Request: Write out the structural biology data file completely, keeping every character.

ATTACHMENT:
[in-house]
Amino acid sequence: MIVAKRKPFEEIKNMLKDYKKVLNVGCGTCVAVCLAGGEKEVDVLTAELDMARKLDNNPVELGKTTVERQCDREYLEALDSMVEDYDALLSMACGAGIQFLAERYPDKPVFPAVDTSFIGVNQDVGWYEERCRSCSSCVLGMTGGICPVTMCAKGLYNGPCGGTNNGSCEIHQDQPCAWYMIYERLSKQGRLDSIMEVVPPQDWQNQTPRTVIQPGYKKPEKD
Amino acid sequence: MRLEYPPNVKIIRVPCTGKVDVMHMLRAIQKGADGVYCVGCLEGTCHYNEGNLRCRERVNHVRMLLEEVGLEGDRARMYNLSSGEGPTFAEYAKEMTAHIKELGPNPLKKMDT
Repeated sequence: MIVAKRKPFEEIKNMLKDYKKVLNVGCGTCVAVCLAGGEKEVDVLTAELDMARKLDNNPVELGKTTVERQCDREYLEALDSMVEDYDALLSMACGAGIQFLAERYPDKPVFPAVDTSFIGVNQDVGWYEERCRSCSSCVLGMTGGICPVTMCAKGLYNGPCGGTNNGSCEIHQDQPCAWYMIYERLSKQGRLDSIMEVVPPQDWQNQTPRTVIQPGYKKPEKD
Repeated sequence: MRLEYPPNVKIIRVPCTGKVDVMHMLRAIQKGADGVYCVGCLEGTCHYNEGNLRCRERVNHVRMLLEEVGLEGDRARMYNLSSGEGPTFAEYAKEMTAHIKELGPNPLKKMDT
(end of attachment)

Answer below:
[in-house]
Amino acid sequence: MIVAKRKPFEEIKNMLKDYKKVLNVGCGTCVAVCLAGGEKEVDVLTAELDMARKLDNNPVELGKTTVERQCDREYLEALDSMVEDYDALLSMACGAGIQFLAERYPDKPVFPAVDTSFIGVNQDVGWYEERCRSCSSCVLGMTGGICPVTMCAKGLYNGPCGGTNNGSCEIHQDQPCAWYMIYERLSKQGRLDSIMEVVPPQDWQNQTPRTVIQPGYKKPEKD
Amino acid sequence: MRLEYPPNVKIIRVPCTGKVDVMHMLRAIQKGADGVYCVGCLEGTCHYNEGNLRCRERVNHVRMLLEEVGLEGDRARMYNLSSGEGPTFAEYAKEMTAHIKELGPNPLKKMDT
Repeated sequence: MIVAKRKPFEEIKNMLKDYKKVLNVGCGTCVAVCLAGGEKEVDVLTAELDMARKLDNNPVELGKTTVERQCDREYLEALDSMVEDYDALLSMACGAGIQFLAERYPDKPVFPAVDTSFIGVNQDVGWYEERCRSCSSCVLGMTGGICPVTMCAKGLYNGPCGGTNNGSCEIHQDQPCAWYMIYERLSKQGRLDSIMEVVPPQDWQNQTPRTVIQPGYKKPEKD
Repeated sequence: MRLEYPPNVKIIRVPCTGKVDVMHMLRAIQKGADGVYCVGCLEGTCHYNEGNLRCRERVNHVRMLLEEVGLEGDRARMYNLSSGEGPTFAEYAKEMTAHIKELGPNPLKKMDT